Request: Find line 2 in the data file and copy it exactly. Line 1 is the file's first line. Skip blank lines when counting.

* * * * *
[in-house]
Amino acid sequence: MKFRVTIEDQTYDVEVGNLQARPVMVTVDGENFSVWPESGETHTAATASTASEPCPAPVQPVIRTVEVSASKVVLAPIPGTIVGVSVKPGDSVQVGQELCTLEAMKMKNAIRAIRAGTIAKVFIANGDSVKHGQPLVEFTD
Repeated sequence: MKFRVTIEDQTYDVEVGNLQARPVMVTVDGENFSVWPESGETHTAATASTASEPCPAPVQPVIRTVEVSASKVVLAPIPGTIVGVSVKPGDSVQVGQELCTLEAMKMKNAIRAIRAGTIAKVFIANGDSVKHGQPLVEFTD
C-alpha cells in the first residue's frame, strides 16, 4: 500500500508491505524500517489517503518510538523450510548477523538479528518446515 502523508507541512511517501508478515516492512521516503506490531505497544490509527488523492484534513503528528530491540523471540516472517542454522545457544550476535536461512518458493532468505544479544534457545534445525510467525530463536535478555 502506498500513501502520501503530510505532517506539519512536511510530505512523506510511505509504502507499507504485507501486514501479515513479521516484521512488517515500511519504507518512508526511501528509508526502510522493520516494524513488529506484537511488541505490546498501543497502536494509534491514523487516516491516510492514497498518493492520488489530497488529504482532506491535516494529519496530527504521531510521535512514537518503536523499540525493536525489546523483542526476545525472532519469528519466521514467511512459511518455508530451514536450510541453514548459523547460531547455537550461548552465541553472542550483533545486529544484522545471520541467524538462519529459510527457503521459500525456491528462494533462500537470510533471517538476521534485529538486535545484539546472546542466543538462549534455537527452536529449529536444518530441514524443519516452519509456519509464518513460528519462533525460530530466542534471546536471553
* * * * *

Amino acid sequence: MKFRVTIEDQTYDVEVGNLQARPVMVTVDGENFSVWPESGETHTAATASTASEPCPAPVQPVIRTVEVSASKVVLAPIPGTIVGVSVKPGDSVQVGQELCTLEAMKMKNAIRAIRAGTIAKVFIANGDSVKHGQPLVEFTD